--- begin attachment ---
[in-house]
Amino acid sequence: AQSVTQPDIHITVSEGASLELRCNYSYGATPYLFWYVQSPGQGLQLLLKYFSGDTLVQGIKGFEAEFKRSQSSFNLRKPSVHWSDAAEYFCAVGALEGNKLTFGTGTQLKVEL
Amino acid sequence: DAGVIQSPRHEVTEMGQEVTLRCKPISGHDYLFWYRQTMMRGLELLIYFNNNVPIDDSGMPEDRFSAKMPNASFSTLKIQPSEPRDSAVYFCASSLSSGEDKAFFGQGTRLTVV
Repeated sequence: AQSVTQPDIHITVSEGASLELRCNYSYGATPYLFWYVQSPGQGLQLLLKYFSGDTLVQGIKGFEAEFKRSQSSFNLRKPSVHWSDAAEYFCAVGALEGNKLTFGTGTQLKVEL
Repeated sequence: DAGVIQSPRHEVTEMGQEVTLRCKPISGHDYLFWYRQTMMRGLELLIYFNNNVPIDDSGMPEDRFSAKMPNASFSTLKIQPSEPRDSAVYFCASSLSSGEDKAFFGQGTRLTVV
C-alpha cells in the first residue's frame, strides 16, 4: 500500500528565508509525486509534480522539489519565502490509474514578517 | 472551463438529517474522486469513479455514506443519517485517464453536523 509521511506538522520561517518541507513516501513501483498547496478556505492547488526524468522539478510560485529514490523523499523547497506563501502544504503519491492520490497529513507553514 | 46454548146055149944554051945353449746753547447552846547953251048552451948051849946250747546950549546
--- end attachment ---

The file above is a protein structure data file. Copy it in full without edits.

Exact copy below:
[in-house]
Amino acid sequence: AQSVTQPDIHITVSEGASLELRCNYSYGATPYLFWYVQSPGQGLQLLLKYFSGDTLVQGIKGFEAEFKRSQSSFNLRKPSVHWSDAAEYFCAVGALEGNKLTFGTGTQLKVEL
Amino acid sequence: DAGVIQSPRHEVTEMGQEVTLRCKPISGHDYLFWYRQTMMRGLELLIYFNNNVPIDDSGMPEDRFSAKMPNASFSTLKIQPSEPRDSAVYFCASSLSSGEDKAFFGQGTRLTVV
Repeated sequence: AQSVTQPDIHITVSEGASLELRCNYSYGATPYLFWYVQSPGQGLQLLLKYFSGDTLVQGIKGFEAEFKRSQSSFNLRKPSVHWSDAAEYFCAVGALEGNKLTFGTGTQLKVEL
Repeated sequence: DAGVIQSPRHEVTEMGQEVTLRCKPISGHDYLFWYRQTMMRGLELLIYFNNNVPIDDSGMPEDRFSAKMPNASFSTLKIQPSEPRDSAVYFCASSLSSGEDKAFFGQGTRLTVV
C-alpha cells in the first residue's frame, strides 16, 4: 500500500528565508509525486509534480522539489519565502490509474514578517 | 472551463438529517474522486469513479455514506443519517485517464453536523 509521511506538522520561517518541507513516501513501483498547496478556505492547488526524468522539478510560485529514490523523499523547497506563501502544504503519491492520490497529513507553514 | 46454548146055149944554051945353449746753547447552846547953251048552451948051849946250747546950549546